So did she learn anything unexpected along the way? Surely someone who studies and teaches the Holocaust is already well versed in all manifestations of antisemitism.
“I learnt about the nuances of antisemitism — and it sharpened my focus. Right-wing antisemitism I understood, but I never grasped as fully as I do now the nature of antisemitism among progressives, those who consider themselves on the left.”
She is referring to Labour’s Jeremy Corbyn, his reluctance to stamp out antisemitism in his party and his subsequent rift with the Jewish community. “When people on the left look at Jews, they see white people and people of privilege. Ipso facto, they cannot be people who suffer from prejudice — because they have power.”
Lipstadt is highly critical of Corbyn’s actions as a back-bencher, such as those occasions when he met members of Hamas in Parliament and said that Zionists have no sense of irony, something for which he is yet to apologise. She gives him short shrift: “I don’t know what’s in his heart but at the very best it’s a willingness to condone antisemitism, a willingness to look the other way, a failure to take it seriously.”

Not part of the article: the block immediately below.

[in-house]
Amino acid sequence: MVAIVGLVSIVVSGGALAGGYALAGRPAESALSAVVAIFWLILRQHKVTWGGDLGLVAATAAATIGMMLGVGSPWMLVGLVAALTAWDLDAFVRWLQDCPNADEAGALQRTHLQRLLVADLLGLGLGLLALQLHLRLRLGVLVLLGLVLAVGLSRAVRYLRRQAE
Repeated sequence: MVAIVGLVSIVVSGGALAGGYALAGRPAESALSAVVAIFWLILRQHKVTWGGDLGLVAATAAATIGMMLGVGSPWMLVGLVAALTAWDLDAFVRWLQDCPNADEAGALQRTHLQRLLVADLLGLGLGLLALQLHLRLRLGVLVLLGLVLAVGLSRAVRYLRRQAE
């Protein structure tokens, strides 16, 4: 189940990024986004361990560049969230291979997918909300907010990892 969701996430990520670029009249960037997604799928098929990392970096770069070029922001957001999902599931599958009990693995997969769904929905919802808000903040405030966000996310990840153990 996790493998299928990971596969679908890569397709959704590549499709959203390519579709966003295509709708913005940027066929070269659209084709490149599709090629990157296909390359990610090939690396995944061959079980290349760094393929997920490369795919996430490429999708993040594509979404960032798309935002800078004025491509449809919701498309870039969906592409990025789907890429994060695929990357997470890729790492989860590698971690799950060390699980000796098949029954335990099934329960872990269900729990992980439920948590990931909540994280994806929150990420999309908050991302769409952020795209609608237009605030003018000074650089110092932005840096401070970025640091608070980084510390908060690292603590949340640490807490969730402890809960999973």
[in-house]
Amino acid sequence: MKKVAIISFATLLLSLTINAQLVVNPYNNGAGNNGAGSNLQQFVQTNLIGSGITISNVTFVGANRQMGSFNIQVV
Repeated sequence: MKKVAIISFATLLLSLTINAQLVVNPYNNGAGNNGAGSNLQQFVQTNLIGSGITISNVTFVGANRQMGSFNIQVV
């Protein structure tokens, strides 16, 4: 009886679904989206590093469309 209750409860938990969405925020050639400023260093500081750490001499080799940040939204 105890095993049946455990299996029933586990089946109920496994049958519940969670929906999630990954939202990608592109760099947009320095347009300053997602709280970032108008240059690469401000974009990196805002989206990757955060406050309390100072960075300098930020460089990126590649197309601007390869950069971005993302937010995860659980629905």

So should we always call out antisemitism whenever we see it? Lipstadt’s answer is unexpected — yes, but she urges caution, too. “This is what I say in the book: it’s a battle and we have to think strategically, so sometimes we have to think and keep quiet and sometimes we have to yell to the heavens. Jeremy Corbyn is a potential prime minister — we don’t keep quiet.”
Lipstadt says that the book itself is not a battle call but an attempt to decipher what’s behind the rise of antisemitism and what can be done about it: “One of the things I want to do is help people to understand it, that antisemitism comes in many forms and not simply [from] Nazi extremists… we need to define it, help people put their hands around it and also to give them the gumption to speak out.”